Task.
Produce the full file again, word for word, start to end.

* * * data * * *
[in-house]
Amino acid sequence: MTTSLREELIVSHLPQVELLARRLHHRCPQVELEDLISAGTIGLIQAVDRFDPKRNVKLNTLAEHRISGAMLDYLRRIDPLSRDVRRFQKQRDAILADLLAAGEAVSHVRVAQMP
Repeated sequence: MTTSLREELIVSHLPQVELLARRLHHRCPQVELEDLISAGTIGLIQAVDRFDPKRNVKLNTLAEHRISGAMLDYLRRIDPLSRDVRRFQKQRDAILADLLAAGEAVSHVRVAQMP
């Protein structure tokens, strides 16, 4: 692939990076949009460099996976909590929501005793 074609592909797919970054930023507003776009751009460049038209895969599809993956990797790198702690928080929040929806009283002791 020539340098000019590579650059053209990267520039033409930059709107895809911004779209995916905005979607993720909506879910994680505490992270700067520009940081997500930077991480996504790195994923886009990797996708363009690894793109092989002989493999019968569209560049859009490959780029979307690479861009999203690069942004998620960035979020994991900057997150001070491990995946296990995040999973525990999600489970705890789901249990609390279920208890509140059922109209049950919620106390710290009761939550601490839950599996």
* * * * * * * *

[in-house]
Amino acid sequence: MTTSLREELIVSHLPQVELLARRLHHRCPQVELEDLISAGTIGLIQAVDRFDPKRNVKLNTLAEHRISGAMLDYLRRIDPLSRDVRRFQKQRDAILADLLAAGEAVSHVRVAQMP
Repeated sequence: MTTSLREELIVSHLPQVELLARRLHHRCPQVELEDLISAGTIGLIQAVDRFDPKRNVKLNTLAEHRISGAMLDYLRRIDPLSRDVRRFQKQRDAILADLLAAGEAVSHVRVAQMP
């Protein structure tokens, strides 16, 4: 692939990076949009460099996976909590929501005793 074609592909797919970054930023507003776009751009460049038209895969599809993956990797790198702690928080929040929806009283002791 020539340098000019590579650059053209990267520039033409930059709107895809911004779209995916905005979607993720909506879910994680505490992270700067520009940081997500930077991480996504790195994923886009990797996708363009690894793109092989002989493999019968569209560049859009490959780029979307690479861009999203690069942004998620960035979020994991900057997150001070491990995946296990995040999973525990999600489970705890789901249990609390279920208890509140059922109209049950919620106390710290009761939550601490839950599996």